How to Teach Anger Management in Your Class
Point 1: Anger Management Is Important
Kids need to be motivated in order to work on their anger management, which means that they need to believe that there's something "in it for them." That means that your first step in teaching anger management in the classroom should be to explain to kids why it is important and how it can help them.
Depending on the age of your students, that might mean acting out how an angry person might deal with a situation and how a calm person might deal with a situation. Ask students to discuss which of the people they would be more likely to listen to and why. Then let them discuss which person they would most like to be friends with and why. Students should see that anger not only makes people more resistant towards obeying or understanding the other person's point of view, but it also makes other people view the angry person as negative and frustrating to be around. Finish off this point by emphasizing to students that learning how to manage your anger can actually make you feel better as well, and that being able to stave off your anger and keep a positive attitude can make all the difference in how you feel about yourself and your life.
Point 2: How to Recognize Anger Triggers
Next, you will want students to be able to understand which events trigger their anger and how their body responds immediately before they react in anger. To do this, they would first keep an "anger diary," taking note of situations in which they felt angry, what exactly caused that anger, and how their body responded. For example, a child might write that she felt angry when her parents did not let her sleep over a friend's house, that she felt angry because it frustrated her that her parents didn't trust her and felt they could make decisions for her, and that she reacted physically by sweating slightly, gritting her teeth, and tensing all of her muscles.
Instruct students to work in groups to discuss their journals and to look for any patterns. Students can then present their findings to the class, to be followed by a full-class discussion on the topic. You can then mention that knowing what might trigger an anger attack can help you to avoid it happening. For example, before asking her parents for something that she knows they might refuse, the student in the previous example should prepare herself for the situation and try her best to stay calm using the techniques in the following sections.
Point 3: Relaxation Techniques
Next, you will teach students some techniques that they can use in order to avoid becoming angry. First, ask students to brainstorm ideas of things that they do when they want to relax. Then explain that relaxing can help then to avoid becoming angry. In addition to the ideas that they have already written down, you can teach them typical relaxation techniques.
To do this, demonstrate peaceful breathing techniques, breathing in from the diaphragm so that your stomach expands and contracts, and going as slowly as possible. Students should repeat this after you while sitting in a comfortable position. You can then show them how to say a calming word or phrase over and over again, such as "I can stay calm" or "everything is okay." Then, walk them through the process of tensing and then relaxing each of their muscles one by one. By the end of this process, they should feel relaxed. Tell students that they can use these relaxation techniques when they find themselves facing a trigger situation or feeling themselves starting to get angry. This can calm them down and give them the control they need to react rationally.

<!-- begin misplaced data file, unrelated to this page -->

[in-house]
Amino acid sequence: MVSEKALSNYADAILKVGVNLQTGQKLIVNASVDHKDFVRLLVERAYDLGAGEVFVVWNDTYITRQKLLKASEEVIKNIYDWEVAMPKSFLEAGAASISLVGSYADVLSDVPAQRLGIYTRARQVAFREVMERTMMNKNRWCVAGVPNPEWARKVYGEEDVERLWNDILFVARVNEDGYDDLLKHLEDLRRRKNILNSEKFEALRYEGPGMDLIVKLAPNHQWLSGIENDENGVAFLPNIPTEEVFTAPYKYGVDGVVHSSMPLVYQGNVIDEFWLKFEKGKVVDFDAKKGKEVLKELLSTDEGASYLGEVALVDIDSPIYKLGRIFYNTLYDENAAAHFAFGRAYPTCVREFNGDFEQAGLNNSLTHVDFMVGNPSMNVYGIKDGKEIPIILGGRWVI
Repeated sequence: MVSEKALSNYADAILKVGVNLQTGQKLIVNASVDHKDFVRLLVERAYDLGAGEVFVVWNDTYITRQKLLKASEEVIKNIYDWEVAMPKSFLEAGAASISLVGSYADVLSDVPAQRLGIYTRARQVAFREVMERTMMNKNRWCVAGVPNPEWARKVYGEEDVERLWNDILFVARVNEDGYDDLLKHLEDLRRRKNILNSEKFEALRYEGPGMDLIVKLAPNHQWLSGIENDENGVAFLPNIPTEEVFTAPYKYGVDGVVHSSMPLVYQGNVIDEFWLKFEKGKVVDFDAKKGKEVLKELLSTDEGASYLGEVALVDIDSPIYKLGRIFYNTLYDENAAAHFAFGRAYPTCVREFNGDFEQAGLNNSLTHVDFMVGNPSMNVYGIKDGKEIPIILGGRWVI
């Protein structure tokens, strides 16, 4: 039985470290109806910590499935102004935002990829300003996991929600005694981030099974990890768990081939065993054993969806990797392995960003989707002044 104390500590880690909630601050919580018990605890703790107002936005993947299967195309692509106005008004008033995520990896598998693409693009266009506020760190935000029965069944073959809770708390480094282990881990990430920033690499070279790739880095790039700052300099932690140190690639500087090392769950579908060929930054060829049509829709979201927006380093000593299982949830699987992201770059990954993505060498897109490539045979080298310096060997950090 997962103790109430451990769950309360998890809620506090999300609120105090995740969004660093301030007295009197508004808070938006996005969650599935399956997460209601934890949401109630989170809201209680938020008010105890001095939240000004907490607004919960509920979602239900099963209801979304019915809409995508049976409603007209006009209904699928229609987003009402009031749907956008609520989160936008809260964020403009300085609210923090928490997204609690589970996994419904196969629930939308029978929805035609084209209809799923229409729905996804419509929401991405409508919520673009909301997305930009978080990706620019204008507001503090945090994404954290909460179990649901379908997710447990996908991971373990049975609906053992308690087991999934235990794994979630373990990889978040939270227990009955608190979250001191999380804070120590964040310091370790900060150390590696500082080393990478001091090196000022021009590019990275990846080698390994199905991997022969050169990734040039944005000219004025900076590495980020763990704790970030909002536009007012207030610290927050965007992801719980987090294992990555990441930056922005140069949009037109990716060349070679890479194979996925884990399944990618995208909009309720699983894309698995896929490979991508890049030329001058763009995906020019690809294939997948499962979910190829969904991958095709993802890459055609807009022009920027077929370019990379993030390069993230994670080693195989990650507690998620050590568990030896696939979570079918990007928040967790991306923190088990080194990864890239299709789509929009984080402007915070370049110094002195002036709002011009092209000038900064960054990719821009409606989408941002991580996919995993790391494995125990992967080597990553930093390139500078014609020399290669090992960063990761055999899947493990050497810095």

Point 4: Other Anger Management Techniques
You can then fill students' arsenal with other techniques they can use to calm their anger. For example, have students write out what their "self talk" sounds like when they are angry at a specific situation. Then have them take control of the "little voice" inside their heads and have it say what they want it to say, and ask them to describe the difference between positive and negative self talk and how it makes them feel.
Here are a few other anger management techniques you can teach students:
- Allow students to role play the position of the person they sometimes get angry at in order to help them understand how the other person may feel. This can help them to see the other side of the situation and to empathize with the person they are angry at.
- Let students model over and over again the correct way to calmly deal with a frustrating situation. Practice makes perfect -- with staying calm as well as everything else in life!
- Let students practice problem solving simple issues with each other, allowing each other turns to talk and trying to work together to come to a solution. This can stop disputes from degenerating.
- Show students how to walk away from a situation or move to a designated area in order to cool off before reacting to an incident.
Any of these techniques can be helpful in allowing students to control their anger and respond effectively. By teaching students the proper way to deal with anger, you will be giving them a truly helpful life skill.
My Tech Prep. "Counseling Activities for Teaching Anger Management and Social Skills." www.mvtechprep.org/educator/ties2006/curriculum/05.pdf
Series on Highly Effective Practices—Anger Management. "Teaching Anger Management." www.education.odu.edu/esse/docs/angermanagement.pdf